Bogey, my almost 8-year-old black Lab retriever tugged at the leash as he tried to go deeper into the woods, probably following the scent of a fox we had seen that morning. It was 7:00 am on a cold fall morning and here we were, walking the dog. I most likely would not be walking this early, were it not for the furball in front.

My thoughts turned to a recently published a study with a title “Dog Ownership and Survival After a Major Cardiovascular Event”,  in the American Heart Association Journals. This article seems to have been picked up by many news media with varying titles:

  • How much Dog do you need for Optimum Health?
  • Dog People Live Longer. But why?
  • Dog Ownership is associated with Longer Life
  • Heart’s Best friend? Dog Owners Have Longer Life Expectancy
  • Are Pet’s really good for us – or Just Hairy Health Hazards.

 A search on PubMed showed 84 research papers on dog ownership benefits. The topic has been well researched yet we don’t come out of our annual physical with a prescription to get a dog so we can live longer. (I wonder if there is an ICD10 code for that).  Anecdotally, there are two key benefits that I have seen from dog ownership 1) Increased Physical Activity and 2) Companionship. So, lets break these down into more detailed constructs.

Physical Activity is a known elixir for better health. We hear it loud and clear from self-help books, health gurus, the CDC, HHS and NASA. (Kidding about the last one). The benefits range from better mental health, stronger muscles, weight management, reduced risk of chronic diseases to a better sex life.  The linear argument is that dog owners have greater physical activity so they must reap these benefits.  On the other hand, we need to consider some factors, such as do dog owners universally, have access to places to walk their dogs.  What is the distance of the walk, based on where they live and the type of dog they own?  What is the owner’s socio-economic status?  Does their work/family situation allow them time to walk the dog.

Companionship is a sense of closeness with another person or pet. The human-dog companionship is symbiotic with the human providing food, shelter and security and the pet providing a child-like playful reciprocating love (at least as far as the human perception is concerned).  Loneliness is an epidemic that could be counteracted by the companionship of a dog.  The dog can reduce the negative moods humans experience. Walks in nature with the dog can have a positive effect on the persons mental well being.  The benefits of companionship can be felt regardless of where the person lives, the type of dog (assuming the dog is friendly) or the persons economic status.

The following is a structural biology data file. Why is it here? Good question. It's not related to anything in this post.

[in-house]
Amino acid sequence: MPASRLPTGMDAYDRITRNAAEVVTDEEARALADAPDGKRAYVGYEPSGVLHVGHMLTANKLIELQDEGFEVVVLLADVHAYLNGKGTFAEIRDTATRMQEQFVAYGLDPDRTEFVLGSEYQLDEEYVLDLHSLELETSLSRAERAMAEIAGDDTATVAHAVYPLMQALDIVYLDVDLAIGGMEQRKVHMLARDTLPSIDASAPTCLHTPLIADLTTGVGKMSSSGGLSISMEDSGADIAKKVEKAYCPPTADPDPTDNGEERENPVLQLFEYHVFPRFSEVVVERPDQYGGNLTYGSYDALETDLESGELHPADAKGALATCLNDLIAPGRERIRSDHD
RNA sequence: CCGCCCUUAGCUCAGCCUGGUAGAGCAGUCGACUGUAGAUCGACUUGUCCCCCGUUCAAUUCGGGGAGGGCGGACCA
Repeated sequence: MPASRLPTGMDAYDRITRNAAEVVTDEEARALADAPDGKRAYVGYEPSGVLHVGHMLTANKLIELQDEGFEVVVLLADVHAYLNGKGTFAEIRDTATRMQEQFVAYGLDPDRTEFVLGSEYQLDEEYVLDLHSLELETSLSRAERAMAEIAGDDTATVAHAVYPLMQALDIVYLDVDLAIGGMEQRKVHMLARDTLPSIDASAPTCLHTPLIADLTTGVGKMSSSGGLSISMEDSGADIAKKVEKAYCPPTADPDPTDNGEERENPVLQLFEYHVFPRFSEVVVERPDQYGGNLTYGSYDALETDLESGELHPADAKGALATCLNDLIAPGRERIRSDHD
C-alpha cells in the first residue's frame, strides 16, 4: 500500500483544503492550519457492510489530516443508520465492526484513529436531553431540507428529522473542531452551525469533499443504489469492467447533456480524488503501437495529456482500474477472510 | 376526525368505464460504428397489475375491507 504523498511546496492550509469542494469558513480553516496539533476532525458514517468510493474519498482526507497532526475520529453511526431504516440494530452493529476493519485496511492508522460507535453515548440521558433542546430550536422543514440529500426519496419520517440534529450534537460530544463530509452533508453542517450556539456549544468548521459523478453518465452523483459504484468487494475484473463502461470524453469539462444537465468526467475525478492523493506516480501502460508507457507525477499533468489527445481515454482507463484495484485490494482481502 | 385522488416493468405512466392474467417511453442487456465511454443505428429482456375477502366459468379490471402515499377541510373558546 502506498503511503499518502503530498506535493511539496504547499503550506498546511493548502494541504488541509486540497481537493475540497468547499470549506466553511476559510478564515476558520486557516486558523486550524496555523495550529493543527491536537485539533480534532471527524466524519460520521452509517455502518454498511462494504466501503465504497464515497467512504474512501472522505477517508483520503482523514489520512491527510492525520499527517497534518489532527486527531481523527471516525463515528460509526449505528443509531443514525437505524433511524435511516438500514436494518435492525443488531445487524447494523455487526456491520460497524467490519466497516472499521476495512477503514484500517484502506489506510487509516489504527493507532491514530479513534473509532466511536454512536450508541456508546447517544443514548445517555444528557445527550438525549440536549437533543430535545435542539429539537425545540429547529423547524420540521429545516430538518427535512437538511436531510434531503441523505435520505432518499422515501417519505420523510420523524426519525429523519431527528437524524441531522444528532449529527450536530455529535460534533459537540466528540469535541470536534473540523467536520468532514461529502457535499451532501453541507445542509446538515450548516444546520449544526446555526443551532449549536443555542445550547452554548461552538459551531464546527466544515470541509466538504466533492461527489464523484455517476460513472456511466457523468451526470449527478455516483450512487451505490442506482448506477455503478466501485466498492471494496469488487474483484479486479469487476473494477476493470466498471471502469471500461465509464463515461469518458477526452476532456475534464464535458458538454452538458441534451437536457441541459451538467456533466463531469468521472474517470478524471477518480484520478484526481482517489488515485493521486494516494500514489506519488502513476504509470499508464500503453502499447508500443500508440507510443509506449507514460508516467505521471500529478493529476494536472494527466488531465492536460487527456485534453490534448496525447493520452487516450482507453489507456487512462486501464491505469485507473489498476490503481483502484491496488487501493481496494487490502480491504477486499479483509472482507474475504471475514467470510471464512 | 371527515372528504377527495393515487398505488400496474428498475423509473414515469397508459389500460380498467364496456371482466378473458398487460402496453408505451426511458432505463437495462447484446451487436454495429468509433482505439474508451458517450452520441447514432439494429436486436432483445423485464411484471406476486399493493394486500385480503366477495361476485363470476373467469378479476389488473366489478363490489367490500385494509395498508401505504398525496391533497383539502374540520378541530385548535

There are downsides to dog ownership. The cost of providing healthcare to the dog can add up quickly. The anguish and expense of leaving the dog when traveling or day-care when working needs to be accounted for. Allergies of the pet owner or their families/friends are a major consideration as well.

Which brings us back to the original question, does having a dog help you live longer? My answer is a ‘qualified’ Yes.  From a research perspective, much more is needed to determine and account for factors that show longer lives for dog owners.  From an anecdotal perspective the increase in Physical activity and companionship are key benefits a dog owner will have as compared to a non-dog owner (I know, there are many other pets, but this article is about dogs).

It’s up to the owner to take advantage of this friendship with their dog to better their lives and that of their dog